Is the day of a mass shooting too early to have a political gun rights debate?

No, President Barack Obama says. But There's more of a mixed response in New Jersey.

Speaking in the White House briefing room Thursday following the shooting at Umpqua Community College where Chris Harper Mercer killed several people before being shot dead by police, an angry Obama noted the situation was familiar — he'd been before reporters to pass on his condolences to the families and friends of people killed in Mass shootings several times before.

"This is something we should politicize. It is relevant to our common life together. This is a political choice that we make to allow this to happen every few months in America. We collectively are answerable to those families who lose their loved ones because of our inaction," he said.

But Alexander Roubian, president of the New Jersey Second Amendment Society, said Obama "should be apologizing to America instead of calling for more laws."

"If he really believes in the strength of his convictions that disarmed schools are safer and better off ... then he would disarm the White House," Roubian said.

Roubian said that Harper should never have had a gun. The NJ2AS always advocates for firearm safety and making sure that convicted felons and the mentally ill should not have firearms.

"Our thoughts and prayers are with the entire Umpqua community, but we know by now that's not enough. It’s long past time for our leaders to act," New Jersey chapter of Moms Demand Action, a group calling for new federal gun control laws, posted on its Facebook page. "Every day 88 Americans are killed with guns and hundreds more are injured."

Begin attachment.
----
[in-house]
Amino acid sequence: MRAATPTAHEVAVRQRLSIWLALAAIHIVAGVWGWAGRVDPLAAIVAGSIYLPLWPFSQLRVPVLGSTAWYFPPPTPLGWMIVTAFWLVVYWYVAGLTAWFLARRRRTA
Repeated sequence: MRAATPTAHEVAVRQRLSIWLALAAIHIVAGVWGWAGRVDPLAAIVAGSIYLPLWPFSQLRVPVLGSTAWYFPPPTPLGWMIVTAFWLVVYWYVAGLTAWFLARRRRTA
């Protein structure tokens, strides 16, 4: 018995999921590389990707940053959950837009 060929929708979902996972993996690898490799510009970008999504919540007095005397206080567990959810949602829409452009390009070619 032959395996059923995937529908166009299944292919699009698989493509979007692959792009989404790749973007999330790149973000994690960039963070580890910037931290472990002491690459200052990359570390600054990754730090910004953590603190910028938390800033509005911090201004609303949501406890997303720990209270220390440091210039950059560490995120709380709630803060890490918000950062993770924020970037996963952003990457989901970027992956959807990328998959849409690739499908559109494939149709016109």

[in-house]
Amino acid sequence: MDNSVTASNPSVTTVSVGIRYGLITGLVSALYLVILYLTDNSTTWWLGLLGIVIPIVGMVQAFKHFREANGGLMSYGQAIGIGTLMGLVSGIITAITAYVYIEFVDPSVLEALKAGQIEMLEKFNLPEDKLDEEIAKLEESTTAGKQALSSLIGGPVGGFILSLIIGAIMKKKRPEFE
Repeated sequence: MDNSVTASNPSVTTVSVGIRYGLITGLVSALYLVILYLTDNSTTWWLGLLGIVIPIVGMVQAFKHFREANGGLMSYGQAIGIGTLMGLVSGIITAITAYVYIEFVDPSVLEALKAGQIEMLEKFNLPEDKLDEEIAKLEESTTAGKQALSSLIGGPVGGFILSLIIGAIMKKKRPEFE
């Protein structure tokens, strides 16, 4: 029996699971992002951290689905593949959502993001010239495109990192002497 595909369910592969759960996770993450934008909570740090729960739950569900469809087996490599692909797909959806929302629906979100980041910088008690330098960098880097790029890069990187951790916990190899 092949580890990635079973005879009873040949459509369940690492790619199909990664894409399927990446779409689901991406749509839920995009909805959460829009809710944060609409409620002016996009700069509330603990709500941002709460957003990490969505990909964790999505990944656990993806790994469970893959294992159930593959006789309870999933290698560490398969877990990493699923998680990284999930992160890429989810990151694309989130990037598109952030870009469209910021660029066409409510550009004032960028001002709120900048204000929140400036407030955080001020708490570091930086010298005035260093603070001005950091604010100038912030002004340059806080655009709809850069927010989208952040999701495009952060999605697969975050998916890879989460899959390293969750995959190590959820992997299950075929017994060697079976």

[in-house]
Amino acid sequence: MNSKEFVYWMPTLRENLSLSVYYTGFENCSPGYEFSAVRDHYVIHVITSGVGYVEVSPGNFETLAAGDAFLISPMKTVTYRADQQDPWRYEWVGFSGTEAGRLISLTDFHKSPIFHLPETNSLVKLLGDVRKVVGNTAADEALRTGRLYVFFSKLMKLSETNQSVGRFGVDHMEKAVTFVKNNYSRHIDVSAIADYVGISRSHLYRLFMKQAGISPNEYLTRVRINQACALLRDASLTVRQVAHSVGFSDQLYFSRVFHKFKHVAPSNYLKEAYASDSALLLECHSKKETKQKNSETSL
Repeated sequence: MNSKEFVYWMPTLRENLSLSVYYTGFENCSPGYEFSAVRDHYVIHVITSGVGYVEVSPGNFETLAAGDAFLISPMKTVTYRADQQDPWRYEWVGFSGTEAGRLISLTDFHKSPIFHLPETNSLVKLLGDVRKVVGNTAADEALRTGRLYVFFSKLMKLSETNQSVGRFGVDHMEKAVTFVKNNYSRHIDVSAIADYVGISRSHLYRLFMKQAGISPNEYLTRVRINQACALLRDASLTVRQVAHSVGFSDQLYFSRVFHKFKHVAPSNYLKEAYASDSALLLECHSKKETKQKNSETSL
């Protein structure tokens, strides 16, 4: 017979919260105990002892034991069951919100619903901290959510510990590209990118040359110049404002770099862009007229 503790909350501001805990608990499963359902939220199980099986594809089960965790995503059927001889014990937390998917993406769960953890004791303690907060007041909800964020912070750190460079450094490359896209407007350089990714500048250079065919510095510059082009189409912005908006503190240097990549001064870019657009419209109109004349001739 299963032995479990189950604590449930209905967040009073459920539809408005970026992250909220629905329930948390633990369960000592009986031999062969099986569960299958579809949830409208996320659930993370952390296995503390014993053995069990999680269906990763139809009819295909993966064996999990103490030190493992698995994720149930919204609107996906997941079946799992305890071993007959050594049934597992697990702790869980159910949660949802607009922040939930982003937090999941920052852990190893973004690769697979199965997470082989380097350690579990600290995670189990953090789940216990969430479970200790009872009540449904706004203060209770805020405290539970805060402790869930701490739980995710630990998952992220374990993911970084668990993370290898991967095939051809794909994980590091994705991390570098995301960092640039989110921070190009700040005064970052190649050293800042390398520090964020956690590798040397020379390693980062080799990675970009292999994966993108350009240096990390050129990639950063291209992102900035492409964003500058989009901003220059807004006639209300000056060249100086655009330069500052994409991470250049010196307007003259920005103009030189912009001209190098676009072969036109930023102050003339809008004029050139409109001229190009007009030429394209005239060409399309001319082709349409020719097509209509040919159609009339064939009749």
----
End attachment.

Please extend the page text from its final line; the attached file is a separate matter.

The group encouraged people troubled by the Oregon shooting to join its efforts, and thanked Obama for his statements in a separate post.

Rick Friedman, one of the owners of RTSP shooting range in Randolph, said that Obama's comments — made several hours after word of the shooting — were premature.

"There's a lot of rules in place. (Umpqua Community College) was a gun free zone and (Harper) didn't follow that rule. Murder is illegal and (Harper) didn't follow that rule. Laws are in place for those who are willing to follow them. If they're not willing to follow them I don't know what other laws are going to have the effect they desire," he said.

He said that no one on either side of the gun rights debate is happy is pleased that a shooting occurred.

New Jersey's six Congressional Democrats added their signatures along with 147 other House members on Thursday calling for legislation that can "protect innocent lives while safeguarding the rights of law-abiding gun owners."

"No legislation will stop every tragedy, but passing common sense gun laws will at least stop some," reads the letter to House Speaker John Boehner (R-Ohio). "It is the least we can do to honor the memory of those we've lost to gun violence and prevent that list from growing."